Burke: Residents of Olde Forge-Surrey Square Rally for Playground

Burke: Residents of Olde Forge-Surrey Square Rally for Playground

Olde Forge-Surrey Square children help unveil the freshly redecorated turtle, a remnant from the original Surrey Square Park playground.

Olde Forge-Surrey Square children help unveil the freshly redecorated turtle, a remnant from the original Surrey Square Park playground. Photo by Tim Peterson.


Local elected officials, members of the Fairfax County Park Authority board and Olde Forge-Surrey Square children cut the ribbon to open the new playground at Surrey Square Park.

The original public playgrounds in Olde Forge-Surrey Square -- dating back to the 1960s -- were past repairs and upgrades. For the sake of safety and continued fun for children and their parents, they needed to be replaced. But the Fairfax-area park was well down on the list of other park projects, number 15, meaning it could be years before residents might see a new set of slides, swings and tunnels.

For Joanne Elder, that was too long to wait. Her son Sean was 18 months old when she heard about her community’s place on the list, in the fall of 2014. “He inspired me to begin this project,” Elder said.

Elder took the issue to the Olde Forge-Surrey Square Civic Association, which represents around 360 homes, then continued by getting the Fairfax County Board of Supervisors and Park Authority involved. Out of their communication, the Park Authority agreed to move up the project on the condition that the community raise a portion of the funds itself and agree to consolidate its two playground-parks into one: Surrey Square Park.

THE COMMUNITY was given until March, 2015 to raise $20,000. They applied for and received a matching $20,000 Mastenbrook grant from the Fairfax County Park Authority. The remaining portion of the project’s $137,300 cost was funded by Park Authority.

Getting the deal was a big first step, but Elder was “anxious about raising that amount of money in a short amount of time.”

At a community event, Elder brought up the challenge. “When she said how much we had to raise, people kind of gasped,” said resident Kelly Dillon, with two young children of her own. After catching her breath, Dillon decided she wanted “to jump in.” She approached Elder and asked “How can I help?”

Elder tasked Dillon with keeping track of a schedule for the fundraising effort, which included a neighborhood fair, homes tour, rummage sale, door-to-door visits and connecting with local businesses.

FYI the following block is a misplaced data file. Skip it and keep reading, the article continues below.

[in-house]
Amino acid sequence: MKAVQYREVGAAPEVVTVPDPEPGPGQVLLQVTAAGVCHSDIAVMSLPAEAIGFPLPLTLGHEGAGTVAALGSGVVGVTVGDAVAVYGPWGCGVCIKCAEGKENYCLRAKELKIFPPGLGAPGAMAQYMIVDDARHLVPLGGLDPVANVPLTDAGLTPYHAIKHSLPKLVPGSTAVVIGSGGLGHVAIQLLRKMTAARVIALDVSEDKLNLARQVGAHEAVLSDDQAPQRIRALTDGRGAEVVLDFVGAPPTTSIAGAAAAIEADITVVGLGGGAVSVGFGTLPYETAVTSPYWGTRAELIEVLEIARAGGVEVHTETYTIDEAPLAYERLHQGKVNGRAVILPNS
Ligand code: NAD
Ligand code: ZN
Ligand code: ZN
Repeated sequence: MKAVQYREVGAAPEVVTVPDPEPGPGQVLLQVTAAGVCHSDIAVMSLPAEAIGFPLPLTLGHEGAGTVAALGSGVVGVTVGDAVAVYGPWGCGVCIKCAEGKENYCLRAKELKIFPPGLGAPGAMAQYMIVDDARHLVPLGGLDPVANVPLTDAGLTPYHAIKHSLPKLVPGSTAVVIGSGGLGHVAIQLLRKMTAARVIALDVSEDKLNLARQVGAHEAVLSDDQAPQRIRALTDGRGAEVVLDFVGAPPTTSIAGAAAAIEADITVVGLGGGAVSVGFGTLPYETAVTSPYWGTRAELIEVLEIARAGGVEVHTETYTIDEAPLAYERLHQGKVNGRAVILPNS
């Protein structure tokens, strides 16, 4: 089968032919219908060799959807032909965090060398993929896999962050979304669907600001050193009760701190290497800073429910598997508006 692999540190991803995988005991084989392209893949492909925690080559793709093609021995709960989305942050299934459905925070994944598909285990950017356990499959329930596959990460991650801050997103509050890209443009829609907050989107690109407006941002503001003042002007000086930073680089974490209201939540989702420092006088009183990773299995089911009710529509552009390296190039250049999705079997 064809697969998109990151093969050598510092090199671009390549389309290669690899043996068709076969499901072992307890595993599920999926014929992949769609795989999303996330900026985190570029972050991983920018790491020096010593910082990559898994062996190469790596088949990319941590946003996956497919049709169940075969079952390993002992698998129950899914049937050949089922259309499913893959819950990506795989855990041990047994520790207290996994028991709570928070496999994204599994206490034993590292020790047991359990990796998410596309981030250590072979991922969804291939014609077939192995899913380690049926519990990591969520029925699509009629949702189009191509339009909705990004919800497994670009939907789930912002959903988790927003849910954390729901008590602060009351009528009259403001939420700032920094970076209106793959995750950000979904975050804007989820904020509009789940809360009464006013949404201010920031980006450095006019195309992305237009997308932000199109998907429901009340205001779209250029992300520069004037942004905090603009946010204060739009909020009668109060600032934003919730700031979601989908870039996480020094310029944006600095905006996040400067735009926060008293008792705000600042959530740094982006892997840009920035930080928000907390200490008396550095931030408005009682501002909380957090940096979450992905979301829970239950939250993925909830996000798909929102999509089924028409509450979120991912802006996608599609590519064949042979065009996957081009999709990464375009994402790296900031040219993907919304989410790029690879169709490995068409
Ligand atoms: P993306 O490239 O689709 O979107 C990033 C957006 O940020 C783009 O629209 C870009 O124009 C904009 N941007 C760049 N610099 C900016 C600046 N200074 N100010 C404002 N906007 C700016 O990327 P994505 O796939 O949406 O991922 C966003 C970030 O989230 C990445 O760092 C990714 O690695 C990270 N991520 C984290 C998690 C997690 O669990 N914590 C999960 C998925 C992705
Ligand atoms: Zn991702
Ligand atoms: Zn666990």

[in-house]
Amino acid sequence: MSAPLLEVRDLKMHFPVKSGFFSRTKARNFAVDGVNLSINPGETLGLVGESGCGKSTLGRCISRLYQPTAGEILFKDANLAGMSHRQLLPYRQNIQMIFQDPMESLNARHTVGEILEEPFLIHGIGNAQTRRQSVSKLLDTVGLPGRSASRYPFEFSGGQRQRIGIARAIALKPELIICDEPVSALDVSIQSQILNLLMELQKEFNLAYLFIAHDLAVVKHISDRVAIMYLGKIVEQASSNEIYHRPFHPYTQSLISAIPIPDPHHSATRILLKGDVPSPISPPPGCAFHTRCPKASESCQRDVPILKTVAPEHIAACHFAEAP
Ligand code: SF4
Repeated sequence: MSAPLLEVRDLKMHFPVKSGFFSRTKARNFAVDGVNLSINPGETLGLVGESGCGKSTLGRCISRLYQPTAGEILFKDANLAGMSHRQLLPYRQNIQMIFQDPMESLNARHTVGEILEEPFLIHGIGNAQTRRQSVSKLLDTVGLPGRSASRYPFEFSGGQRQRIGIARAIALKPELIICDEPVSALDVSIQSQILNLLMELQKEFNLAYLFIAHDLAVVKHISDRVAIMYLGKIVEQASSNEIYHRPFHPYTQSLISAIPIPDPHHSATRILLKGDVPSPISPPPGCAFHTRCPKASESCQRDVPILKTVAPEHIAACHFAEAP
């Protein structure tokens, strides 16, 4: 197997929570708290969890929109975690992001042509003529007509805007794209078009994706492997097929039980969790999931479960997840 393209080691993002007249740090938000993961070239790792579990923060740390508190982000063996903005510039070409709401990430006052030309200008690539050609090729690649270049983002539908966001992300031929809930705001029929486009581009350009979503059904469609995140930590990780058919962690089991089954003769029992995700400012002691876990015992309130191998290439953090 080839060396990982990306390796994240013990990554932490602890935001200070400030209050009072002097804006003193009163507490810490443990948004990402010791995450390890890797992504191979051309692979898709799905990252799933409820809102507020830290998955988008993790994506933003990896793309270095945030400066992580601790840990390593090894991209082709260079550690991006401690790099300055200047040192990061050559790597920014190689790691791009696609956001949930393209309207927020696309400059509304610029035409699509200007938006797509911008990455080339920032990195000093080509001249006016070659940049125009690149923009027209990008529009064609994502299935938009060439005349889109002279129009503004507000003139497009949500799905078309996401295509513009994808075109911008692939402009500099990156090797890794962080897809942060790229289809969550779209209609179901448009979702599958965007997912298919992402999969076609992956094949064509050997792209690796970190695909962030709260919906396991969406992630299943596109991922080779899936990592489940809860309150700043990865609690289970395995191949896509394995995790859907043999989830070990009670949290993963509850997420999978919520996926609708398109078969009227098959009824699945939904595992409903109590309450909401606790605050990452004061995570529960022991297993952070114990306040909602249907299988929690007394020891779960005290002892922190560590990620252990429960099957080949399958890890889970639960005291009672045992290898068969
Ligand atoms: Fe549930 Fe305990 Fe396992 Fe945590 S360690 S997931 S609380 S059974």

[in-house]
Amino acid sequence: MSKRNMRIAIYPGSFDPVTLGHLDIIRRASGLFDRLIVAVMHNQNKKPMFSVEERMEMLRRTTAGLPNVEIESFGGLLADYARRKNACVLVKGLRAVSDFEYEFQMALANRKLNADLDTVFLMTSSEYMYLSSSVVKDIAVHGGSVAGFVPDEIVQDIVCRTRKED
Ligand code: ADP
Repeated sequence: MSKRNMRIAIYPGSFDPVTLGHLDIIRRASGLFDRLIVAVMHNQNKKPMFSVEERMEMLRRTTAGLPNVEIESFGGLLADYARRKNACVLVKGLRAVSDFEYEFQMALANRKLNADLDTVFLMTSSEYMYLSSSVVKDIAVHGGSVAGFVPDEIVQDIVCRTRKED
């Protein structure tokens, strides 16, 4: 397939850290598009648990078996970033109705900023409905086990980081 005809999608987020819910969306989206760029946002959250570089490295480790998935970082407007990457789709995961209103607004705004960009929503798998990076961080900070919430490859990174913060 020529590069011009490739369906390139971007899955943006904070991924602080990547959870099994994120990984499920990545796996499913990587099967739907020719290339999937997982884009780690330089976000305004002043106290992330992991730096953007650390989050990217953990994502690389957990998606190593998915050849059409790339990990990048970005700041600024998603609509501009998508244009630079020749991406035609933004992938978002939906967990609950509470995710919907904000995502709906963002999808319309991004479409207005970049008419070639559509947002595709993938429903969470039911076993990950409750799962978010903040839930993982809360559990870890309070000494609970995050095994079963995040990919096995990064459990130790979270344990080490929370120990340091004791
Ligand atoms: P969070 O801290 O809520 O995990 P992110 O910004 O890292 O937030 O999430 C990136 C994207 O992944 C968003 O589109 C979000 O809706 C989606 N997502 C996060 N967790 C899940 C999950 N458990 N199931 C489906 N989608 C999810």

Joanne Elder holds her son Sean, who she said inspired her to begin the project to speed up the playground reconstruction at Surrey Square Park.

Though task-managing a massive fundraising effort was a little outside her skillset, Dillon said her children Gabriel and Hannah provided “a lot of incentive.”

Olde Forge-Surrey Square Civic Association vice president George Klein helped secure investments from local businesses. He said most didn’t take much convincing because they saw the park with playground as important to property values, business traffic and community well-being.

“They recognized this would be a good thing,” Klein said.

With the various fundraising sources and grant, the community held up its end of the bargain. Renovation began on the new playground at Surrey Square Park on May 4, 2015. Dozens of members of the community gathered to celebrate the park’s ribbon-cutting with county and elected officials on Saturday, July 25.

“Playgrounds are our first experience with a park system,” said Tony Vellucci, Braddock District representative to the Fairfax County Park Authority Board. “Think of when you were a kid, the excitement of first going to a playground. You learned a lot, it’s a fun place, that’s how it ought to be.”

Del. Eileen Filler-Corn (D-41) followed Vellucci at the podium, saying, “I’m so impressed to hear the trials and tribulations you overcame to put this together.”

Supervisor John Cook (R-Braddock) praised the community that “stepped up.” If residents hadn’t, the playground may “never have happened,” he said, “at least in this decade.”

“The result is not just this playground,” Cook continued, “it will be more. It showed what you can do together.”

AFTER THE CHILDREN present helped cut the ribbon to formally open the park, the young guests also had the honor of revealing the turtle, a large statue that had been salvaged from the original park and repainted for the new park.

As the children scaled the turtle with abandon, swung in the swings and slid down the gleaming plastic slides, Elder, Dillon and the other parents looked on and smiled.